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Bible Commentaries

Wesley's Explanatory Notes
2 Chronicles 21

 

 

Verse 2

And he had brethren the sons of Jehoshaphat, Azariah, and Jehiel, and Zechariah, and Azariah, and Michael, and Shephatiah: all these were the sons of Jehoshaphat king of Israel.

Azariah — Two sons called by the same name, though doubtless distinguished by some additional title: which is not mentioned here, because it did not concern succeeding ages to know it.

Of Israel — So he is called either, 1. Because he was so by right: or2. Because he was king not only of Judah and Benjamin, but of a great number of Israelites, who had come and settled in his kingdom.


Verse 4

Now when Jehoram was risen up to the kingdom of his father, he strengthened himself, and slew all his brethren with the sword, and divers also of the princes of Israel.

Strengthened himself — He hardened his heart, as that word sometimes signifies.

Princes — The chief of those Israelites, who out of love to God and the true religion, had forsaken their estates in the kingdom of Israel, and were now incorporated with the kingdom of Judah: because he thought these would be most zealous for that religion which he was resolved to oppose.


Verse 10

So the Edomites revolted from under the hand of Judah unto this day. The same time also did Libnah revolt from under his hand; because he had forsaken the LORD God of his fathers.

Libnah — Libnah seems to have set up for a free state. And the reason is here given, both why God permitted it, and why they did it, because Jehoram was become an idolater. While he adhered to God, they adhered to him; but when he cast God off, they cast him off. Whether this would justify them in their revolt or no, it justified God's providence which suffered it.


Verse 11

Moreover he made high places in the mountains of Judah, and caused the inhabitants of Jerusalem to commit fornication, and compelled Judah thereto.

High places — Not to the Lord, but to Baals or false gods.

And caused — Not only by his counsel and example, but by force, by threats, and penalties.


Verse 12

And there came a writing to him from Elijah the prophet, saying, Thus saith the LORD God of David thy father, Because thou hast not walked in the ways of Jehoshaphat thy father, nor in the ways of Asa king of Judah,

From Elijah — By this it appears, that Jehoram came to the throne before Elijah's translation. It is true, we find Elisha attending Jehoshaphat; but that might be, while Elijah was yet on earth: for we read of Jehoram's coming to the crown, before we read of Elijah's translation, 1 Kings 22:50. We may suppose, the time of his departure was at hand, so that he could not go in person to Jehoram. But he left this writing, probably with Elisha, to be sent the first opportunity. The message is sent in the name of the Lord God of David his father, upbraiding him with his relation to David, as that which was no more his honour, but an aggravation of his degeneracy.


Verse 15

And thou shalt have great sickness by disease of thy bowels, until thy bowels fall out by reason of the sickness day by day.

People — Because the generality of them sinned, in complying with his wicked and idolatrous commands.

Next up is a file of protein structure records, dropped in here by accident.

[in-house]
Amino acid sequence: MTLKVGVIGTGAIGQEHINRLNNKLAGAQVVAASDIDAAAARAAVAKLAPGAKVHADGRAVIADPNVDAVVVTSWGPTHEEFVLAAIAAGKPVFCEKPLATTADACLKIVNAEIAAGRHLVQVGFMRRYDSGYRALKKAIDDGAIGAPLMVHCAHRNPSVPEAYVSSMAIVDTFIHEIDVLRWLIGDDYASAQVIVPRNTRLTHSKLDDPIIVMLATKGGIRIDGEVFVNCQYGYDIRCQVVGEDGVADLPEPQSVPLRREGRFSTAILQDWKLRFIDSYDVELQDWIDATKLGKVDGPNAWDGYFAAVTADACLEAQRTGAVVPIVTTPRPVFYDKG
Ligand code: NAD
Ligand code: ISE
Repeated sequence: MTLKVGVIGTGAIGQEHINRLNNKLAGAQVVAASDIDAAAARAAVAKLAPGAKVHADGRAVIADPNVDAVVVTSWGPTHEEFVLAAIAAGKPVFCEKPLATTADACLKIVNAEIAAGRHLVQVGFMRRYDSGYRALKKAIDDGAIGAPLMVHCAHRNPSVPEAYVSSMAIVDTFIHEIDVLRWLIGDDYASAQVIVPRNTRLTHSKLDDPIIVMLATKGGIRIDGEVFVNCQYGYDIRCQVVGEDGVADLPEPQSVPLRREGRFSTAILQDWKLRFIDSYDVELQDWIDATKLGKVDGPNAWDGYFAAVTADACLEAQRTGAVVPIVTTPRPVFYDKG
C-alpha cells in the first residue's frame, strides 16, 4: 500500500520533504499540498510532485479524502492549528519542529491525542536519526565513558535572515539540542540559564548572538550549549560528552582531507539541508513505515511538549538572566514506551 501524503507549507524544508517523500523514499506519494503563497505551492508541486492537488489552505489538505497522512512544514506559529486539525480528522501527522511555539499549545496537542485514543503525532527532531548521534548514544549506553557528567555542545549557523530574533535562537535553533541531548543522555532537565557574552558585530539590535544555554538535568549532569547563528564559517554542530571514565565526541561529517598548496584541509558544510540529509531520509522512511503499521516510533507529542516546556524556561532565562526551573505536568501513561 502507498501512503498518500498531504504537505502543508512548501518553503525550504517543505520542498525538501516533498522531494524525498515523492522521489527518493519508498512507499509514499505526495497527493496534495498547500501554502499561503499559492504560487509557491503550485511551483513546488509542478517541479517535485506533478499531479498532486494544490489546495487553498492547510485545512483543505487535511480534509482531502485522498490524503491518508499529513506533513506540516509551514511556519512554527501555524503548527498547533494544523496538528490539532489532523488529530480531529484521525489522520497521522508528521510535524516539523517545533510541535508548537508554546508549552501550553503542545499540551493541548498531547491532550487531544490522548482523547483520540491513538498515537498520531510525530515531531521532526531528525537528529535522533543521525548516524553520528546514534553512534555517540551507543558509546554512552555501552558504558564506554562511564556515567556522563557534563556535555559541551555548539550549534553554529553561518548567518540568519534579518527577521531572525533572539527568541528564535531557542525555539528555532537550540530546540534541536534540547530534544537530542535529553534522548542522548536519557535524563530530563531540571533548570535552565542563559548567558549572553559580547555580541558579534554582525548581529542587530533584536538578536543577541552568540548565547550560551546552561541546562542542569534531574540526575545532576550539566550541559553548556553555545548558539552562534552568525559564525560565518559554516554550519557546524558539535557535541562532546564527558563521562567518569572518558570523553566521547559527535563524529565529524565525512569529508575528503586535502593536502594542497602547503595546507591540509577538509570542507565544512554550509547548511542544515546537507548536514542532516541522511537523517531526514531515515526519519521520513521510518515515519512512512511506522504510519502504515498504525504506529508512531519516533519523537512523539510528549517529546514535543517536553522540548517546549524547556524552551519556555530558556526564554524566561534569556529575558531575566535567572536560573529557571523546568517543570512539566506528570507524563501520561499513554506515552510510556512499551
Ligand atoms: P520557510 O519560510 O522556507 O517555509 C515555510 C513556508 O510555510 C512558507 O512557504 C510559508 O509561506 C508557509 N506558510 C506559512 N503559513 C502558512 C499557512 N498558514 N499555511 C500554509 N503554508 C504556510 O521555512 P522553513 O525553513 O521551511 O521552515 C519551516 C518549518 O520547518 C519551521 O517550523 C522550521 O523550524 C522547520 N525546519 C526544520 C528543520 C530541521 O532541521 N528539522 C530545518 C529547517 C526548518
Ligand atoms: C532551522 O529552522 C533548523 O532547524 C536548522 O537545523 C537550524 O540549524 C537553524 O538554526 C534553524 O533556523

Wives — Whose lives shall go for the lives of thy brethren, verse4.


Verse 16

Moreover the LORD stirred up against Jehoram the spirit of the Philistines, and of the Arabians, that were near the Ethiopians:

Philistines — A people fully subdued and dispirited: but God now raises their spirits and courage to do his work.

Ethiopians — A people in Arabia, so called, either for their likeness in complexion to the Ethiopians, or because the one of these people were a colony of the other.


Verse 17

And they came up into Judah, and brake into it, and carried away all the substance that was found in the king's house, and his sons also, and his wives; so that there was never a son left him, save Jehoahaz, the youngest of his sons.

His wives — Whom also they slew, chap22:1, except Ahaziah and Athaliah; who possibly were hidden in some secret place.

Left him — Blood for blood. He had slain all his brethren; they slay all his sons, but one. And he had not escaped, had be not been of the house of David; which must not be extirpated, like that of Ahab: because a blessing was in it; no less a blessing than that of the Messiah.


Verse 20

Thirty and two years old was he when he began to reign, and he reigned in Jerusalem eight years, and departed without being desired. Howbeit they buried him in the city of David, but not in the sepulchres of the kings.

Desired — This is an emphatical expression, because it is usual with men to desire the deaths of some persons, whom afterward they lament, and heartily wish they were alive again. But for this ungodly and unhappy prince, his people did not only in his life time wish his death, but afterwards did not repent of those desires.

 


Copyright Statement
These files are public domain and are a derivative of an electronic edition that is available on the Christian Classics Ethereal Library Website.

Bibliography Information
Wesley, John. "Commentary on 2 Chronicles 21:4". "John Wesley's Explanatory Notes on the Whole Bible". https://www.studylight.org/commentaries/wen/2-chronicles-21.html. 1765.

Lectionary Calendar
Monday, January 27th, 2020
the Third Week after Epiphany
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